Four Colombian children who survived in the Colombian jungle for 40 days after their plane crashed were eager to play and asked for books to read, officials said on Saturday. one day later the group was rescued.
The siblings, aged 1 to 13, were recuperating in a military hospital in the capital, Bogotá, and were said to be in good health and in good spirits on Saturday when they were visited by President Gustavo Petro and other managers.
The country has been captivated by the children’s story, and many have been anxiously awaiting news of their whereabouts since their plane crashed on May Day. The children, members of the indigenous Huitoto community, were traveling with their mother and an indigenous chief from the small Amazon. community of Araracuara, Colombia, in San José del Guaviare, a small town in central Colombia along the Guaviare River.
When rescuers arrived at the crash site last month the bodies of the three adults they were traveling with were found, but there was no sign of the children.
Officials had said in recent weeks they had reason to believe the children survived the crash. When news of their survival and discovery broke on Friday, the country erupted in joy.
Carlos Rincón, the military doctor who evaluated the children, said they only survived with minor cuts and scrapes. In photos released by the government on Friday, the children appeared emaciated and the doctor said they were not yet receiving solid food. He said he expected them to be discharged from hospital in two to three weeks.
Defense Minister Iván Velásquez, who was among the officials who visited the children, praised the eldest, 13-year-old Lesly Mucutuy, for ensuring the group’s survival.
“We must recognize not only his courage, but also his leadership,” he said. “It is thanks to her that the three little brothers and sisters were able to survive by her side, with her care, with her knowledge of the jungle.”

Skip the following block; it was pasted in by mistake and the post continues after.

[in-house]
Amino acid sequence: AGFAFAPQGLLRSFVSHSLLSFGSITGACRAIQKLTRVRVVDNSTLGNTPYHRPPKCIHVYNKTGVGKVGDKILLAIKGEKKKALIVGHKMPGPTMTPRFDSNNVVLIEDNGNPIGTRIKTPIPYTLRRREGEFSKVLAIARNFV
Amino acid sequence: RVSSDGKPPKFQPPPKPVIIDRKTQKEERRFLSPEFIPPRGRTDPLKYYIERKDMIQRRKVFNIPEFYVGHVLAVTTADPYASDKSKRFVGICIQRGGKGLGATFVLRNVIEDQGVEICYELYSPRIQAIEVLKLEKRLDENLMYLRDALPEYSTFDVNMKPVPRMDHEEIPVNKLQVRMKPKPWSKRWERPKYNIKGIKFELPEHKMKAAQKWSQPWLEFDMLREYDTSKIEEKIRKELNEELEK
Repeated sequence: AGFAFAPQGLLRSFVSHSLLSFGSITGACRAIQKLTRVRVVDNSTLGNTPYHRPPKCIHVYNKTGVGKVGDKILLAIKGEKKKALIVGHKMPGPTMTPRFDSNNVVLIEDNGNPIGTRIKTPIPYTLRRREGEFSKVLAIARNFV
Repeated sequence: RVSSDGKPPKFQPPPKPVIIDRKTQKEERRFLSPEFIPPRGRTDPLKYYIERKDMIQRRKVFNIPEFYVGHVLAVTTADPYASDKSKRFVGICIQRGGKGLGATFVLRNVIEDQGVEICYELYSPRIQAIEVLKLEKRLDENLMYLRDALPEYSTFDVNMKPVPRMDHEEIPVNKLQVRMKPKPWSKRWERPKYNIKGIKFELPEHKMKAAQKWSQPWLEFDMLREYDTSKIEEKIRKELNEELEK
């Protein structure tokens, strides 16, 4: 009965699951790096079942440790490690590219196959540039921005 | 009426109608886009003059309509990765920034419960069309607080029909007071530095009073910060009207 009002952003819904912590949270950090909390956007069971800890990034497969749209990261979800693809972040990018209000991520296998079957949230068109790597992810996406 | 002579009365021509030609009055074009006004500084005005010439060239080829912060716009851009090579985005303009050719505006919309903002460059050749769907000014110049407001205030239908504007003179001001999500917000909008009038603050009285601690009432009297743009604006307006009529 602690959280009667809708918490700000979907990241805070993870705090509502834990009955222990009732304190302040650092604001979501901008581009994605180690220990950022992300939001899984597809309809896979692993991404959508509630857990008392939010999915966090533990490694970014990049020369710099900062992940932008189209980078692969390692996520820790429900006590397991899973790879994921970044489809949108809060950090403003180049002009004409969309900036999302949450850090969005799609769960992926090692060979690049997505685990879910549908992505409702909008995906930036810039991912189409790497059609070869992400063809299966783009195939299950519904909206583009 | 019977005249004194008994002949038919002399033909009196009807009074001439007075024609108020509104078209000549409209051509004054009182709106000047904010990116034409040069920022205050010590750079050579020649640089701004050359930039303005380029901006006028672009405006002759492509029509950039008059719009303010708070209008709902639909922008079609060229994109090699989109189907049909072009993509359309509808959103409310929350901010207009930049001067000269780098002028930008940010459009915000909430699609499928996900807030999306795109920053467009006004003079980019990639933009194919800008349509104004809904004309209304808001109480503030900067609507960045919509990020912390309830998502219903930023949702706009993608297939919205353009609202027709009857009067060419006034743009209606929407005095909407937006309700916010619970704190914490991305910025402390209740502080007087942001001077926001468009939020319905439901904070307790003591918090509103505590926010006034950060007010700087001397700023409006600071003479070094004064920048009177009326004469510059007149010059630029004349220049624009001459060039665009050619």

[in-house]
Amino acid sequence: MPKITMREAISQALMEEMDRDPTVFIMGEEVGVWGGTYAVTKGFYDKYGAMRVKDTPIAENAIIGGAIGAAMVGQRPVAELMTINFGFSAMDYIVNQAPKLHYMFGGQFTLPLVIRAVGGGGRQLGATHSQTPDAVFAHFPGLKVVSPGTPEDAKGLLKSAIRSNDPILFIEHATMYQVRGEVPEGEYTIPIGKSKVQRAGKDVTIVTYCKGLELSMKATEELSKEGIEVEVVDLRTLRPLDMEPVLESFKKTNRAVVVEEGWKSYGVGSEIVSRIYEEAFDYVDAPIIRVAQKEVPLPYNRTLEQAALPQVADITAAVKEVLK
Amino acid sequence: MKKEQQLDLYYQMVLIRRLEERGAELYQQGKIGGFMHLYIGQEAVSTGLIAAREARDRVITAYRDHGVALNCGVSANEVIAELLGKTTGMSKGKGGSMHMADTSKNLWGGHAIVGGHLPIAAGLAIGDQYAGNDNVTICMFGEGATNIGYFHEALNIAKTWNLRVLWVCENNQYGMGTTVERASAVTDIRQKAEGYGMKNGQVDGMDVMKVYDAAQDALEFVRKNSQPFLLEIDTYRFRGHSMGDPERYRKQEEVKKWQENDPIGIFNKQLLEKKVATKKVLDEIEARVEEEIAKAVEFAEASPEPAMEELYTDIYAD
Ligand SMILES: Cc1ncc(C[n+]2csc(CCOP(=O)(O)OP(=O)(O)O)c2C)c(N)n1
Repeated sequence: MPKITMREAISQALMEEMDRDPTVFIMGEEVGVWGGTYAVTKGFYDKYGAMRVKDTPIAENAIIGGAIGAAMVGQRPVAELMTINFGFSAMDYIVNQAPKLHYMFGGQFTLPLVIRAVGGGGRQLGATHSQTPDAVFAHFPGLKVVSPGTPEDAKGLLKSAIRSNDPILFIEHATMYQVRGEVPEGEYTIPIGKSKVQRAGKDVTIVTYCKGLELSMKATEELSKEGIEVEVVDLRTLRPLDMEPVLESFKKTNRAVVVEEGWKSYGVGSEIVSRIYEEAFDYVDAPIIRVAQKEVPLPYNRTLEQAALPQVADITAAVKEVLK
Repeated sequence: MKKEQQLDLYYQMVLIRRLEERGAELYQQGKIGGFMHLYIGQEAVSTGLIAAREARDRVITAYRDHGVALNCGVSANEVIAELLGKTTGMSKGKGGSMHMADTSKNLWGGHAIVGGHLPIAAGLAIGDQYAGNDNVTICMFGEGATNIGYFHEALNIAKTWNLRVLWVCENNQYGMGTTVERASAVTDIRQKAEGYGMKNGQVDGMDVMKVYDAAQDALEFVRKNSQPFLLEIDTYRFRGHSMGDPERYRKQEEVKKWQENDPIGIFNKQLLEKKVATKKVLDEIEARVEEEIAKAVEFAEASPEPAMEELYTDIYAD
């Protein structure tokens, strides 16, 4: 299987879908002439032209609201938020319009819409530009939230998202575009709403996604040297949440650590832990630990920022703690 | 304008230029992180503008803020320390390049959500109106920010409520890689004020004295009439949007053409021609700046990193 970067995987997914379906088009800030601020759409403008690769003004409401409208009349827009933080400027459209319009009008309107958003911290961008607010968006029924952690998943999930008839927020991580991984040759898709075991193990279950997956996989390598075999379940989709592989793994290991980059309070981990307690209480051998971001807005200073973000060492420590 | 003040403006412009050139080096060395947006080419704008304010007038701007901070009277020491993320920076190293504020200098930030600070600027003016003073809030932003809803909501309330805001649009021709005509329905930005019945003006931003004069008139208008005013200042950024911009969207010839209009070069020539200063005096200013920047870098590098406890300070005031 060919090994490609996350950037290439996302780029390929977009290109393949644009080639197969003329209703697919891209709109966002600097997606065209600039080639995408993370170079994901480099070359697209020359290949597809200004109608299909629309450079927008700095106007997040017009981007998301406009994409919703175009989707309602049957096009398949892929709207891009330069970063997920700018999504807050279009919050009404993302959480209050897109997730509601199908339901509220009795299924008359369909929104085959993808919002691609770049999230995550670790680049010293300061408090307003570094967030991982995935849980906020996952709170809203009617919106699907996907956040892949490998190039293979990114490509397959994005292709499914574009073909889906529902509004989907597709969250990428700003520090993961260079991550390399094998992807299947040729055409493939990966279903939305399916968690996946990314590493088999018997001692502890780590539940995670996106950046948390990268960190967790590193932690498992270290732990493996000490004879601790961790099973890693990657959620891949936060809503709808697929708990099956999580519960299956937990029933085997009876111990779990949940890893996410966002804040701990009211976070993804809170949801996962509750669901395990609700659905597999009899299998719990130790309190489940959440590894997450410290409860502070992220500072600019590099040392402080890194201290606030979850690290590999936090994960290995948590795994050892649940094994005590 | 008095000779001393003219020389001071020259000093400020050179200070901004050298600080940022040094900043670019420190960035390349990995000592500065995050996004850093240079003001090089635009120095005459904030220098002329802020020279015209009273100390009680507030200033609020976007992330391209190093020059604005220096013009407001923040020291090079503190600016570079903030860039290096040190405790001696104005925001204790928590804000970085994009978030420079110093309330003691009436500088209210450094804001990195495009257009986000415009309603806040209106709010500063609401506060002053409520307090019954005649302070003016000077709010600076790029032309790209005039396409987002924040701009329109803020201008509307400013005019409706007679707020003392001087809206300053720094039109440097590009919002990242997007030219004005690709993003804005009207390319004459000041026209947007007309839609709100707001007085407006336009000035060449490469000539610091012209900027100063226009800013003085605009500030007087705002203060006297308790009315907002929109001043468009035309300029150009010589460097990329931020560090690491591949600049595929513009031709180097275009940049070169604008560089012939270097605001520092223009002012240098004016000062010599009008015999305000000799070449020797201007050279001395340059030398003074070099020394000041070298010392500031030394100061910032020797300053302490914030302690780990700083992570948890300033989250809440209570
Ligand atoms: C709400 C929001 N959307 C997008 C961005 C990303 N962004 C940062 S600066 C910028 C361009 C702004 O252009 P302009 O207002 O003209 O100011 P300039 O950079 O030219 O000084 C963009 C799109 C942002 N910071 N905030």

Lesly’s 9-year-old sister, Soleiny, “talks a lot,” said Astrid Cáceres, director of the national child protection agency. Tien, 5, asks for books to read, while the one-year-old “has a peace of mind working with the nurses that you can’t imagine”, Ms Cáceres added.
“Lesly smiled at us, gave us hugs,” she said. “She wants to play, she’s bored in bed.”
Two of the children’s birthdays passed while they were in the jungle. Tien turned five and the youngest, Cristin, turned one.
“The celebration of anniversaries is overdue,” Ms. Cáceres said at the press conference. “So we invite the country at this time to celebrate.
She added that all four children “have an assured education” because of “commitments with the President to protect and care for these children throughout their lives.”
The government provided few details on how the children were located.
Special forces troops found the children late Friday afternoon by following footprints and food traces, according to a military spokesman.
The children were “very weak”, he said. “I think if a few more days had passed, we wouldn’t have found them alive.”
“Miracle, miracle miracle was the key word to signal that they had found them,” he added.
In a coordinated search effort called Operation Hope, soldiers and Natives traveled approximately 1,650 miles in search of the siblings.
After visiting the hospital with his wife and two daughters, President Petro hailed cooperation between the military and indigenous groups and “respect for the jungle” on Twitter.
“Here is a different path for Colombia,” he wrote. “I believe this is the true path to peace.”